AACR LogoCancer patients may find this news quite interesting. A study claimed that anti-estrogens as therapy for breast cancer could also decrease the danger of mortality from lung cancer.

Around 6,715 women living in the Geneva canton of Switzerland who were detected with breast cancer, between 1980 and 2003 were included in the study. Approximately, 46% of the women were given anti-estrogen therapy, mainly tamoxifen.

Elisabetta Rapiti, M.D., M.P.H., medical researcher with the Geneva Cancer Registry, University of Geneva, Switzerland, commented, “We found a reduction in lung cancer mortality among women treated with anti-estrogens for breast cancer. This work builds on previous studies that had suggested estrogens have a role in lung cancer development and progression.”

Rapiti and colleagues assessed whether anti-estrogen therapy for breast cancer patients supposedly diminished their danger of consequently developing and/or expiring from lung cancer.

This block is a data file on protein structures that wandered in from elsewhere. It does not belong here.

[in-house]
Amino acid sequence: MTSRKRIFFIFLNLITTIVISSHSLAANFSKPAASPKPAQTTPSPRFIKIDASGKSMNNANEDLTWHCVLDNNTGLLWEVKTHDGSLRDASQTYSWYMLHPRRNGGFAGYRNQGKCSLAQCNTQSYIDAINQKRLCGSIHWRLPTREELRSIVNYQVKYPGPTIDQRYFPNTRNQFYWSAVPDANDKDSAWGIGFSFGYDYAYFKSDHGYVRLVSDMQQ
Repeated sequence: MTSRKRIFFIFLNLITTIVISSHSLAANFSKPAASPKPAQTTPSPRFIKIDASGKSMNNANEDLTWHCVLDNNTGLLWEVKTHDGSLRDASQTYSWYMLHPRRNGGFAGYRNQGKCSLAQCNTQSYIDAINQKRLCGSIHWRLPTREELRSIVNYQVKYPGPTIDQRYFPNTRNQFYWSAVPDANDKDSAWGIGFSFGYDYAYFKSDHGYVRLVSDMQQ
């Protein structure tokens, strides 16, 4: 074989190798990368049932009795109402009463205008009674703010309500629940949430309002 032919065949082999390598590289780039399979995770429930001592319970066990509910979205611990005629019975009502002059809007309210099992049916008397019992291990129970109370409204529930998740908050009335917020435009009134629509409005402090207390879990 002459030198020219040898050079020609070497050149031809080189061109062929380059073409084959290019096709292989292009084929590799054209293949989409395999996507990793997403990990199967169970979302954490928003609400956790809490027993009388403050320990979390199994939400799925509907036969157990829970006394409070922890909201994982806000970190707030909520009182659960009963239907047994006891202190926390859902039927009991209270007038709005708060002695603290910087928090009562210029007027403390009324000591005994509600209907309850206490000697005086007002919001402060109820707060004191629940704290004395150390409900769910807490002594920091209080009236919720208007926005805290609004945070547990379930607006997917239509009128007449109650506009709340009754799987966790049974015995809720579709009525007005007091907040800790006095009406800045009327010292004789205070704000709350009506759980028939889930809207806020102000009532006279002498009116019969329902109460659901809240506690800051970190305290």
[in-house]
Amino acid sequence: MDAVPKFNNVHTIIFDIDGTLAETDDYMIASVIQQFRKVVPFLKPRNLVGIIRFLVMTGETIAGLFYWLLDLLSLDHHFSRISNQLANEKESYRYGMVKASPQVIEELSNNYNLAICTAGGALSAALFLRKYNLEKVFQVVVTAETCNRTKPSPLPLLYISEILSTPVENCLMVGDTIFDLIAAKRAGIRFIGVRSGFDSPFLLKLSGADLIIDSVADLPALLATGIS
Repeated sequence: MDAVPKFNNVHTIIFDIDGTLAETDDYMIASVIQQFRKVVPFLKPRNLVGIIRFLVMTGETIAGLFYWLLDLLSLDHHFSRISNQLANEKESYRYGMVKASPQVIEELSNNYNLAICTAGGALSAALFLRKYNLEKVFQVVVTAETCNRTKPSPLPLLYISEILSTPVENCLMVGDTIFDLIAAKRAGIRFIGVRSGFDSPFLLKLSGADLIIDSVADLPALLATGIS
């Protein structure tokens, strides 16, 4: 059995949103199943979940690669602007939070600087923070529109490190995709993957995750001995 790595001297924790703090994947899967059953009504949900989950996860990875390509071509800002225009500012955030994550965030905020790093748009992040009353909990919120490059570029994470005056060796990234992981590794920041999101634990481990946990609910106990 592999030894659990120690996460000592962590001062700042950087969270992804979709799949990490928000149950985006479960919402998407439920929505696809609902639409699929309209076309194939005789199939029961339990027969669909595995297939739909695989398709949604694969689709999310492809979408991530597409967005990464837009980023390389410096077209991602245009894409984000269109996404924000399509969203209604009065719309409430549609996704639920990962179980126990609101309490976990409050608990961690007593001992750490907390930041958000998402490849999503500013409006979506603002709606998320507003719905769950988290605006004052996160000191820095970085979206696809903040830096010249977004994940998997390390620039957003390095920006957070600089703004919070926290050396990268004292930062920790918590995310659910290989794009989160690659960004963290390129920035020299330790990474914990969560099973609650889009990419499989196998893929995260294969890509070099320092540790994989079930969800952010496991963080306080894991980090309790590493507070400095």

By the termination of the study duration, around 40 cases of lung cancer developed. There seemed to be no dissimilarity in the occurrence of lung cancer among women with or devoid of anti-estrogens as opposed to the common population. Nevertheless, the danger of expiring from lung cancer appeared to be considerably lesser among women who were given anti-estrogen therapy.

Rapti mentioned, “Our results are particularly relevant to the research agenda exploring endocrine treatment(s) for lung cancer. If prospective studies confirm our results and find that anti-estrogen agents improve lung cancer outcomes, this could have substantial implications for clinical practice.”

As per Rapti, phase II clinical trials are presently in progress in various centers to assess the use of anti-hormone therapy as an addition to conventional chemotherapy for lung cancer.

The study was presented at the CTRC-AACR San Antonio Breast Cancer Symposium.